TV networks are overdue on their bills to advertisers. Those debts have continued to pile up in the fourth quarter, further tightening the already constrained TV ad market and pushing networks to prioritize wiping their ledgers. “There are networks coming to the table saying we have to get this off our books,” said one agency executive.
As traditional TV viewership has slipped over the past several years, TV networks have fallen short of the viewership guarantees made to advertisers and have accumulated debts in the form of make-goods, or inventory owed to advertisers in order to make up for the viewership shortfalls.
These so-called “liabilities” have stacked up even more in the fourth quarter with lower-than-expected viewership for major sports, college football games being canceled and networks’ traditional fall programming pipelines being disrupted by the coronavirus crisis. “Ratings are down significantly and probably to a greater degree than anyone had modeled,” said a second agency executive.
In addition to wanting to show they can deliver on advertisers’ audience goals, networks stand to sacrifice revenue the longer that they carry a debt. “In some cases, they have liability from two years ago. That stuff is at 10% to 15% cheaper CPMs than the new inventory. So just getting it off their books is beneficial because they’re giving it away at the discounted 10% to 15% rate,” said a third agency executive.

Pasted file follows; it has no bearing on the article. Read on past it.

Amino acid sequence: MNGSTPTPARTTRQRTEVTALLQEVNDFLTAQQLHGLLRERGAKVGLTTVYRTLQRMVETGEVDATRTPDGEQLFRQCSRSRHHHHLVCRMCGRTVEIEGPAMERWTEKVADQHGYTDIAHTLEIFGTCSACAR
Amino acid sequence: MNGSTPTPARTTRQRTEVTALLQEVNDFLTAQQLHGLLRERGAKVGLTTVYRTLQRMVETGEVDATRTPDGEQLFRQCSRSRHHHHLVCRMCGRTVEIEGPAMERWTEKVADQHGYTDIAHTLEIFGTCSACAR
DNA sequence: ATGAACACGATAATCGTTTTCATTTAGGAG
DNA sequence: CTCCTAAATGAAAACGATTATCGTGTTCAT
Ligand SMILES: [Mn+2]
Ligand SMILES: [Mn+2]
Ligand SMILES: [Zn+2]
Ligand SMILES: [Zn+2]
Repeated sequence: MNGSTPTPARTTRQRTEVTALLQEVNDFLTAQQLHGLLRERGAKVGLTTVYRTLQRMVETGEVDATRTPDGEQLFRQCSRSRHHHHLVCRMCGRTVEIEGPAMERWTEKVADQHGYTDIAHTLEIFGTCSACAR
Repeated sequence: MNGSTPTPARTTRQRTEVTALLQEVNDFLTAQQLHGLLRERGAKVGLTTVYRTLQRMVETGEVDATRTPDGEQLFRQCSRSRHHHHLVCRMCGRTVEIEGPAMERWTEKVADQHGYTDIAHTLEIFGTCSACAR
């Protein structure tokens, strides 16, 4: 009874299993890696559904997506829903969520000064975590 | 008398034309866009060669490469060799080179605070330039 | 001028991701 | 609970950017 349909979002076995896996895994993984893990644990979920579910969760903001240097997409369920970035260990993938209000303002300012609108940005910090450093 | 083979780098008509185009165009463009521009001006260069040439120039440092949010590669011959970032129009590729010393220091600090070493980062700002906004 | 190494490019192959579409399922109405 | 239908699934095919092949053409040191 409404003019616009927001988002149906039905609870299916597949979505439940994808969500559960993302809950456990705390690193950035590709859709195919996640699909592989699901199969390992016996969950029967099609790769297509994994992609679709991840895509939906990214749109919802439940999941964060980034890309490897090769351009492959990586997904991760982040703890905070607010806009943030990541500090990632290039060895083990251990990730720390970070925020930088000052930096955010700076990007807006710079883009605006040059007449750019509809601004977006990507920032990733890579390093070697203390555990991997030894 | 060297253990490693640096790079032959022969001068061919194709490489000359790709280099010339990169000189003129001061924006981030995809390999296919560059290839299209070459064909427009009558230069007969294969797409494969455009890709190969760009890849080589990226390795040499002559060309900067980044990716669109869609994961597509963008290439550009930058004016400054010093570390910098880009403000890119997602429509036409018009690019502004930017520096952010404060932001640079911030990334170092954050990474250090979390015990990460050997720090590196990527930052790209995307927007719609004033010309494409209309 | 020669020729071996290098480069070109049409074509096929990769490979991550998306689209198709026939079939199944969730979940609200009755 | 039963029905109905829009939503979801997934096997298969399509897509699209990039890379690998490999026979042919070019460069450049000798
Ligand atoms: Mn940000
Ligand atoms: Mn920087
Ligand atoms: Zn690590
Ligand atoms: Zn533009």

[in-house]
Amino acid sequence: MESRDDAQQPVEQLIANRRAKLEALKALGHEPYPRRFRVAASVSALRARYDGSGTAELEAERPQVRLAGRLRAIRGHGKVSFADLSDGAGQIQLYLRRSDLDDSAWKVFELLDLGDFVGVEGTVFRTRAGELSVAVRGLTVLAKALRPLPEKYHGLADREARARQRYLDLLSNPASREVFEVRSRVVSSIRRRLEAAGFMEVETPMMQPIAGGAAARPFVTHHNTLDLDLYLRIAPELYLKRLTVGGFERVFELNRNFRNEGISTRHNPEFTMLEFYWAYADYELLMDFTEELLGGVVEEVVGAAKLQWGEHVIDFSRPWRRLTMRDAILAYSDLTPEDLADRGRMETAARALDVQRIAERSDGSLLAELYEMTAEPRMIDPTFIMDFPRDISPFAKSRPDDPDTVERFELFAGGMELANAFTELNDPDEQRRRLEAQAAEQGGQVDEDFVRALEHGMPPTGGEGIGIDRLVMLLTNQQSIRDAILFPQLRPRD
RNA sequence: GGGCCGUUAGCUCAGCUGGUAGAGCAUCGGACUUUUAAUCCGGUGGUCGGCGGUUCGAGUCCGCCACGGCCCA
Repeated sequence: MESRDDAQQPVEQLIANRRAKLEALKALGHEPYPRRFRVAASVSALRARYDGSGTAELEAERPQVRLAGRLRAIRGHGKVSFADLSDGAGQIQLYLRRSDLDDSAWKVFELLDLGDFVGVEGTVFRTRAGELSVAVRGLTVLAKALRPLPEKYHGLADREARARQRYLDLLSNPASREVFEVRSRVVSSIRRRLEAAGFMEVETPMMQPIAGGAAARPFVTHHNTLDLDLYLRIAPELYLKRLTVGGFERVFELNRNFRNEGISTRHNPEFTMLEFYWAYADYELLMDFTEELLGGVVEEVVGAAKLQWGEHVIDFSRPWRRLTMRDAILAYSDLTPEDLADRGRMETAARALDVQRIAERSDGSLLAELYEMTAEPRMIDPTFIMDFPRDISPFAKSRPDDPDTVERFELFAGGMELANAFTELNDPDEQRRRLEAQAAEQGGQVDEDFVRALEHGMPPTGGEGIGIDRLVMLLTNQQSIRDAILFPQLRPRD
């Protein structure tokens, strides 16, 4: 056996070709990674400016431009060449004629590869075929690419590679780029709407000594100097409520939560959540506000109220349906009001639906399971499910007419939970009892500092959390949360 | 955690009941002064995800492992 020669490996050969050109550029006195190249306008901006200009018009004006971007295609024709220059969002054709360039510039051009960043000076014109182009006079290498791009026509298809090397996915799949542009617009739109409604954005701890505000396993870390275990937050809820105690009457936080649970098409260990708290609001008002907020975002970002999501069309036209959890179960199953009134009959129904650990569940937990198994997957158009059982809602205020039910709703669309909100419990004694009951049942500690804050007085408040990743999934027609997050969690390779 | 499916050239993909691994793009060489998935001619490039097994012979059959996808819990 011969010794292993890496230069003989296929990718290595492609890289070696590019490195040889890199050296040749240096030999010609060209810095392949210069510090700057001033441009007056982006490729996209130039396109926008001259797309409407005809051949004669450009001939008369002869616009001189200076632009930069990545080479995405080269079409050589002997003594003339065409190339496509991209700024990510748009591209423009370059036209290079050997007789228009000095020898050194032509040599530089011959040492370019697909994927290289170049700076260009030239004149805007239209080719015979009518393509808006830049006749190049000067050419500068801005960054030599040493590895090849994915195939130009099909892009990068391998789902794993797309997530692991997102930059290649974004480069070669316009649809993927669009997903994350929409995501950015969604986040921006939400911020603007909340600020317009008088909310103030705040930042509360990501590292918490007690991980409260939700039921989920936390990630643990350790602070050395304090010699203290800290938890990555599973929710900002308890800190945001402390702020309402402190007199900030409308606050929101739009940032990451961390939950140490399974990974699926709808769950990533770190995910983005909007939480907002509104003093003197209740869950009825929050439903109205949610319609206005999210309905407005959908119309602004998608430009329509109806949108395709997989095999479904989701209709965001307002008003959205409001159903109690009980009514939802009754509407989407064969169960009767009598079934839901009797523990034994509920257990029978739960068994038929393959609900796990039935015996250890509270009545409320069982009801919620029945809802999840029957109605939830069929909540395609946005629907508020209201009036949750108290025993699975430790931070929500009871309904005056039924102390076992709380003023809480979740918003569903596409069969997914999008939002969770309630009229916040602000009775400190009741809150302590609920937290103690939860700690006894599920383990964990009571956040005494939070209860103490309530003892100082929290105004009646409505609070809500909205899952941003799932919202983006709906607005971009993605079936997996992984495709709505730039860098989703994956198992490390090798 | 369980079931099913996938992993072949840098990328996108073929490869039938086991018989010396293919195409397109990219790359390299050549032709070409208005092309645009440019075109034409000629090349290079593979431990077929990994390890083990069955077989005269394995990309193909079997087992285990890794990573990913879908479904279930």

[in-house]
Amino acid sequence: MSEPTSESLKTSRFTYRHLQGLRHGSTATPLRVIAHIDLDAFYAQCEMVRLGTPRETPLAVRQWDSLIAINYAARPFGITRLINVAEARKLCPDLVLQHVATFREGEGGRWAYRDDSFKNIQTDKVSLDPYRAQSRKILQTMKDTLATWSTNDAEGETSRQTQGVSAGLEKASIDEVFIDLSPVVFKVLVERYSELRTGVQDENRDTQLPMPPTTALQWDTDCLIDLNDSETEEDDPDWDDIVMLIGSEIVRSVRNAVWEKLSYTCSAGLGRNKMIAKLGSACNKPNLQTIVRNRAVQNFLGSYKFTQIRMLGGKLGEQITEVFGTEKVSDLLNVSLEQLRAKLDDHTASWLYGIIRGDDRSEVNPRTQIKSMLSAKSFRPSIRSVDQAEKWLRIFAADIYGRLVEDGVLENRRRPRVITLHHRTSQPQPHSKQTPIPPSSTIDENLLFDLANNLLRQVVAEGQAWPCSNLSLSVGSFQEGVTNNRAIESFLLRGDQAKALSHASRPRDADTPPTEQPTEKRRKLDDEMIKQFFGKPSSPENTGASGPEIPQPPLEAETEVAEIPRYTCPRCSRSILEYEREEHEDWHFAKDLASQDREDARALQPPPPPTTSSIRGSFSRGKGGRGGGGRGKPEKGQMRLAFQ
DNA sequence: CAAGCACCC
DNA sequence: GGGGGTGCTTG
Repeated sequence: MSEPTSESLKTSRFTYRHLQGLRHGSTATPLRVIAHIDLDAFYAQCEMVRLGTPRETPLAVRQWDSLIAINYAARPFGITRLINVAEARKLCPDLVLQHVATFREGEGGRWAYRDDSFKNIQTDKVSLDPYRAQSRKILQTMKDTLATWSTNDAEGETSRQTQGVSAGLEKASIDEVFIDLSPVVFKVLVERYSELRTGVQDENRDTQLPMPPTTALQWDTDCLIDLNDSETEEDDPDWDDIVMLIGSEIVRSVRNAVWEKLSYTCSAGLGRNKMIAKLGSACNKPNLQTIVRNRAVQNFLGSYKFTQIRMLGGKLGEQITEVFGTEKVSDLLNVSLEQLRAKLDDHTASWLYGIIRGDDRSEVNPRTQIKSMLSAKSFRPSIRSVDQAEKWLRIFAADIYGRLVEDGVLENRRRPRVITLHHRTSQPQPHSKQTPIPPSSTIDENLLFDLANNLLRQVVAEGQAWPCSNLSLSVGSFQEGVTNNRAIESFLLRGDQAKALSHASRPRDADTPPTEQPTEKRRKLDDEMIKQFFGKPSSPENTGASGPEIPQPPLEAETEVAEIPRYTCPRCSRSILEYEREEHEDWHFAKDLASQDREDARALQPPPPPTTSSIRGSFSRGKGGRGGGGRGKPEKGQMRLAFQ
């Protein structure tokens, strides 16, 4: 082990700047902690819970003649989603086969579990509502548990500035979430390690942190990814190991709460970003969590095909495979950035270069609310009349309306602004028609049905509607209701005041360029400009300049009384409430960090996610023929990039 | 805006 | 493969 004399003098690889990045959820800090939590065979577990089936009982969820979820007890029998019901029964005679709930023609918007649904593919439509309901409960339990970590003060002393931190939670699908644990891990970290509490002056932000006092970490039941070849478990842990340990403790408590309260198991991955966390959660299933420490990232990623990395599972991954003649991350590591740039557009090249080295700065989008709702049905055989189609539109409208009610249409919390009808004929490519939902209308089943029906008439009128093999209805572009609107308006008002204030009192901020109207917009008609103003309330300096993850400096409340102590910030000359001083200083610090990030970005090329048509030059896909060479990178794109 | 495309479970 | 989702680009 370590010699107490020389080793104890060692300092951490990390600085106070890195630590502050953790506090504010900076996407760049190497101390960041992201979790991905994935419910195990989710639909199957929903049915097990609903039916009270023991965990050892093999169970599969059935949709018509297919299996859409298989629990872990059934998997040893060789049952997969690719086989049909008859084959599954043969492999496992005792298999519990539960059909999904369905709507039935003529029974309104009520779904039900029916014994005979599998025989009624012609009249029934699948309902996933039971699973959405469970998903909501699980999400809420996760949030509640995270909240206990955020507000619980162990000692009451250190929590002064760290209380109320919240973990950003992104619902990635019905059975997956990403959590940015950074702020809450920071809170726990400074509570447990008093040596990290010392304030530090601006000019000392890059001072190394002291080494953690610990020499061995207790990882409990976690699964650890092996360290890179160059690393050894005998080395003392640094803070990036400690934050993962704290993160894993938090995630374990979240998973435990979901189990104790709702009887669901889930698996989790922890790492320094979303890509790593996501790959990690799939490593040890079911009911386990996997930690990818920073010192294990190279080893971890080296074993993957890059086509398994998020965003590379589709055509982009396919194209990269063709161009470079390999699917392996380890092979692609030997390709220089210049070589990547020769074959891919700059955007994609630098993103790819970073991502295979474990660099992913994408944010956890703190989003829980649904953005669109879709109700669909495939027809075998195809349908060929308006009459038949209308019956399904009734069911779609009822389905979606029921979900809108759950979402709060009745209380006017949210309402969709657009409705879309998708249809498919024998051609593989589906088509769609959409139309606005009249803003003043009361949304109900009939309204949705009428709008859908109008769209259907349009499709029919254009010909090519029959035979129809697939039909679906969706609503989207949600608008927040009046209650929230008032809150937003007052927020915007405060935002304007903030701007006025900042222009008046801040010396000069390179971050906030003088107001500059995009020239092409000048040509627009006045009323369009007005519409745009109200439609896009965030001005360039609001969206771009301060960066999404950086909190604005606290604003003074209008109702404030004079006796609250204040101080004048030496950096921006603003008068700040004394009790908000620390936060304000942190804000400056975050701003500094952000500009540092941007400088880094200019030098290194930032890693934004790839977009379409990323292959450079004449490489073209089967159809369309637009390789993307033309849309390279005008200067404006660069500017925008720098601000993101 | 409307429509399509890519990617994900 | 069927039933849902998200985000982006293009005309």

One way that some networks are looking to settle their debts is by simply offering to give advertisers their money back rather than set aside inventory to make up for the missed guarantees, according to agency executives. To be clear, such cashback offers are not entirely new; the first agency executive said that for years they have been able to negotiate for clients’ money back if networks didn’t deliver on their upfront guarantees. However, other agency executives said broadcast and cable TV networks have become more willing to make these offers.
Historically, networks would be able to find additional pockets of ad inventory to offer to advertisers, such as linear slots they set aside to sell in the scatter market or impressions from their streaming services and digital properties. But with pent-up advertiser demand squeezing the scatter and streaming ad markets, “now they’re running out of other areas,” said the third agency executive.
Advertisers are not all that interested in the cash back offers, though. While some clients are willing to take the money and spend it elsewhere if they are under a time constraint — like a retailer in the holiday shopping season— others expect to receive what they are paid for and are willing to wait. “They can’t say, ‘We can’t deliver; here’s your money back’ and push us into the scatter environment,” said the second agency executive.
However, advertisers may not be willing to wait for all that long. Although some are still owed for ad buys placed one to two years ago, ad buyers are becoming less tolerant of adding to their tallies. And while the networks’ streaming inventory would seem to offer a release valve make up for the linear misses, not all advertisers see that as an equal trade because of the concurrent reach of linear TV. “We want like for like. For the most part, we want linear impressions [for make-good inventory],” said a fourth agency executive.
As a result, advertisers may soon reach a point where they are no longer willing to spend new money until their old debts are settled. “I’ve had conversations with all of the top sales executives at the media partners [to tell them] ‘Hey, we’re watching this closely and we will prioritize future deals and also look at exercising [cancelation] options where we have to if you can’t hit the guarantees our clients need,’” said the second agency executive.
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